I am especially interested in the sciences and the conversation that is often challenged among students with regard to universe, evolution and even geology. I believe that the classroom should be a safe environment for students to articulate and support their stance with defending their belief. Most times, the student is challenged by questions from other students. I find that this is a foundation of philosophical thought that prods the student's self awareness, and many times causes them to pursue their statement with more questions than with solid answers. This may not end in a final statement or conclusion, as much as a healthy discourse among peers. It also develops the technique of dialogue and listening (without necessarily agreeing).

How will we ever arrive at understanding, compassion, harmony, or peace worldwide, if we shut the doors to civil expression, empathic listening, mutual understanding and cooperation?

If "opponents argue it will lead to religious discrimination among students," then opponents could also argue that efforts to infuse multicultural perspectives into our curriculum will likewise "lead to" ethnic "discrimination."

One of the difficulties we all seem to face relative to issues like this is that many of us are "uptight" about anything contrasting with our own individual points of view or beliefs. Most people claim to be fair minded, but what is probably being added silently is, "as long as (it) coincides with my point of view."

Perhaps someone should ask Mr. Falwell's successor how well this legislation protecting "religious freedom" worked out for the folks at Liberty University. After suing a school district to allow students to distribute flyers regarding one Jesus camp or another, a pagan group successfully used the law to advertise their religion in the school, much to the outrage of the fundamentalists in the community. However, there wasn't much the Christians could do about it, seeing as how they opened the door in the first place.

I can't wait for the first atheist valedictorian to open her remarks by saying, "First, I'd like to thank the Big Bang, which created the organic molecules out of which life developed, and blue-green algae, the first form of life that appeared on this earth 4.5 bya. Next, I'd like to thank Johannes Kepler, for discovering the mathematics that led to the development of a heliocentric model of the galaxy and the orbits of stars, and Charles Darwin, for laying the foundation of modern evolutionary biology and providing conclusive proof that the literal account of creation in the book of Genesis is utter nonsense."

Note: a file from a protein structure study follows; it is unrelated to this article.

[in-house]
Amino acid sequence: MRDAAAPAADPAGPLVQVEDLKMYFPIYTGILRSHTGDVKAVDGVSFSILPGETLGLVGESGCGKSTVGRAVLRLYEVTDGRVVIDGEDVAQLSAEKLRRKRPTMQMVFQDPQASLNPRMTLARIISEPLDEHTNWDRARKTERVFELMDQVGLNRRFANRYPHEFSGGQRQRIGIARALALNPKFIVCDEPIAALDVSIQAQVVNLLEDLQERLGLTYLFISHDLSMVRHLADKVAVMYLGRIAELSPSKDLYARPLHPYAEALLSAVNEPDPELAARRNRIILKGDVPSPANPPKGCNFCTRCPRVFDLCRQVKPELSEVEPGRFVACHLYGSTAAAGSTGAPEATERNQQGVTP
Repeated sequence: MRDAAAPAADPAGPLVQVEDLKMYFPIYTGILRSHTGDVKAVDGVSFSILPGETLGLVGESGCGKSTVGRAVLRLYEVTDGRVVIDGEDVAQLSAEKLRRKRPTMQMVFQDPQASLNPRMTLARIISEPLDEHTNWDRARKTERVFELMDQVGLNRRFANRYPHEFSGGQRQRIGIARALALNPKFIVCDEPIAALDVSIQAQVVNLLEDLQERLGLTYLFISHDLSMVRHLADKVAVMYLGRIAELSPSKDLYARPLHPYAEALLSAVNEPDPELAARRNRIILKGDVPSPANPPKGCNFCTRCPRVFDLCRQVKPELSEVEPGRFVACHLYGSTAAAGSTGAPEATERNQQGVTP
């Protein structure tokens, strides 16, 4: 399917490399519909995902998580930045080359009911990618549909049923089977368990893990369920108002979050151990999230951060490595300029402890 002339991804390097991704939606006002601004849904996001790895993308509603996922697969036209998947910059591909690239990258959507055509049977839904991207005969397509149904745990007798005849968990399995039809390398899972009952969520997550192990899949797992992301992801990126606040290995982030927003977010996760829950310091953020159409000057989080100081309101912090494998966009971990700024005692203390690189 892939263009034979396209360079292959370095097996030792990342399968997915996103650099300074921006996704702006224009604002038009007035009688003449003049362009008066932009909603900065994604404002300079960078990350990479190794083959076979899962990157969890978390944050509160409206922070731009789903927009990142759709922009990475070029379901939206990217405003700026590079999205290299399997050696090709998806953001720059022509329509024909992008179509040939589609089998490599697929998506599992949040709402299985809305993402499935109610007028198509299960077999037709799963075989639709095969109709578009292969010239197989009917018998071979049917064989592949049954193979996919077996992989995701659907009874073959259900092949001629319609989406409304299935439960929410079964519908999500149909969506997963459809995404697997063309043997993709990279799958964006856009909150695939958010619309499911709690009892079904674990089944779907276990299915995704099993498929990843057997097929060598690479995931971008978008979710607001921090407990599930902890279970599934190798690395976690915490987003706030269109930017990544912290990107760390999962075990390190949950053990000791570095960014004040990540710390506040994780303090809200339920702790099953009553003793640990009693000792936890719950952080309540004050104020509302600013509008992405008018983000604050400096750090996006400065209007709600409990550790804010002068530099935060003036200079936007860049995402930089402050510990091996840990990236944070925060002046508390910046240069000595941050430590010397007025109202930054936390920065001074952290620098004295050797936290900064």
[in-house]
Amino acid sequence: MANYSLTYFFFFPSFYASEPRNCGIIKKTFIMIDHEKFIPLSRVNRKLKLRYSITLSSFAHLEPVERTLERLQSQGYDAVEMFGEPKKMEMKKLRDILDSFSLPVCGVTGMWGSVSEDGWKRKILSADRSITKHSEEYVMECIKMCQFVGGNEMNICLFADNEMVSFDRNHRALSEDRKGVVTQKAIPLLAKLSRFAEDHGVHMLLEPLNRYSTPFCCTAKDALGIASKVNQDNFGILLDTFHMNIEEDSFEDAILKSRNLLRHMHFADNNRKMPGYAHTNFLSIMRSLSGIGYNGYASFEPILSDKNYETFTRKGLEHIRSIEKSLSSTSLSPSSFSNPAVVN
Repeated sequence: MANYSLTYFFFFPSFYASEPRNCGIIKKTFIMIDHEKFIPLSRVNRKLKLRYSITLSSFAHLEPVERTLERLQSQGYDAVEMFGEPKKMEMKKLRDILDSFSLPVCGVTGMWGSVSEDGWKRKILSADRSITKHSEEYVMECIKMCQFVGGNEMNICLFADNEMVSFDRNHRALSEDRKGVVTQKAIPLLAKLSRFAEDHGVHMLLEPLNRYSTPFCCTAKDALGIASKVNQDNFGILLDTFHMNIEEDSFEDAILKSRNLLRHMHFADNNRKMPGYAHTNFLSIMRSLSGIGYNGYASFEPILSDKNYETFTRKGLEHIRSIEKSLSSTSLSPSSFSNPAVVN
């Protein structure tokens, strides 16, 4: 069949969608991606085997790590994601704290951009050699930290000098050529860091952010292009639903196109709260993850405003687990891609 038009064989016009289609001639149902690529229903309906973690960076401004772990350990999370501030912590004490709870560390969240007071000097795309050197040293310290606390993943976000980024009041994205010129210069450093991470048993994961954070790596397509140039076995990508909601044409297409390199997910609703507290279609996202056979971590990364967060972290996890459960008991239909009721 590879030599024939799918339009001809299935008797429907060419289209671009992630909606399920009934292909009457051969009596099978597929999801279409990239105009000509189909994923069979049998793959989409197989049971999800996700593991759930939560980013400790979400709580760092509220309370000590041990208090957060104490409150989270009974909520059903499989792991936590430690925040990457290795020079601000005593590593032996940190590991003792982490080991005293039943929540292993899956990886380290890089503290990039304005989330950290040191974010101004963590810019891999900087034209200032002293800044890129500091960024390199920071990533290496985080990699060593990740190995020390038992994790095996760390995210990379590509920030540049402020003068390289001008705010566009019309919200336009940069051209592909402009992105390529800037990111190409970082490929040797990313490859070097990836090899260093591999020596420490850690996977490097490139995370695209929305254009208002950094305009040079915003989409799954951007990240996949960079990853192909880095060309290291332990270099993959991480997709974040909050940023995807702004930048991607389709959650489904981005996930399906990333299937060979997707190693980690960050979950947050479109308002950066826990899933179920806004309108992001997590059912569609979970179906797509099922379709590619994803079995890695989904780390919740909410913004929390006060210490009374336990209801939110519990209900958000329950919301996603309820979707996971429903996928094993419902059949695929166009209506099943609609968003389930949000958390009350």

It will be interesting to see how vigorously her freedomes are protected after that.

'Scuse me. "Freedomes" should read "freedoms."

One more: "After Liberty University successfully sued a school to allow students ..."

Although I do support the Texas bill that students would have greater freedom to express their religious views on school campuses, I hope we are all mindful that this could be a double-edged sword (trite expression, I know, but it works here). I can't even respond in kind to a child's "Merry Christmas" without fearing some retaliation.

All religious views, some of them quite contentious, would share this freedom on our campuses. Is the religious, Christian, right willing to allow all beliefs a voice on campus?

How will the line be drawn between free expression and proselytizing?

Much as I like the idea of this bill, I'm concerned about its application.

All of this is about one basic thing. Taxpayers should be confident in using the public institutions that they are paying for. It is absolutely wrong to force people to accept a fractured psyche for their little ones. Kids should be able to grow up with one operative set of facts and beliefs. It should never be, "well, its one set of answers at school and another at home and another on the street." So, reading parts of any book in appropriate educational contexts and forums should not be a problem for anyone. If it is, then they should sign up for my philosophy class. The money that pays for schools is green regardless of its source. I think that some of the above comments were made by people that do not understand the principle of community stakeholdership in schools. Everyone is an important part and should be given with a fair hearing. The person with the bit about science is obviously in need of a history of science course.

The First Amendment of the Bill of Rights states that "Congress shall make no law respecting an establishment of religion,or prohibiting the free exercise thereof;"The 14th Amendment makes this applicable to the States.The latter part of the clause ensures that individuals can practice and express their religious beliefs.Children have the freedom to talk,write or express their religious beliefs in a public school. I don't believe a law is necessary to secure this right. However,I am not opposed to the law if it will clarify the issue.

Religious freedom is based on the free exercise of one's religion, Christian, Muslim, Buddhist, Atheist, or whateverist. Public schools should not limit religious expression by students, and if religious beliefs are an integral part of their writing, artwork, or even presentations, it is okay by me, with or without a law. It is actually rather sad that anyone should feel that it is necessary to enact a law to protect religious expression. I myself generally respond with a Merry Christmas, when I have been wished one. I have also wished Happy Kwanza, Easter and other holidays. I do not preach in a public school. That is not my job and it should not be. Religious arguments can have as much validity in some discussions as "scientific" ones. I will grade on presentation of ideas, not on the ideas presented.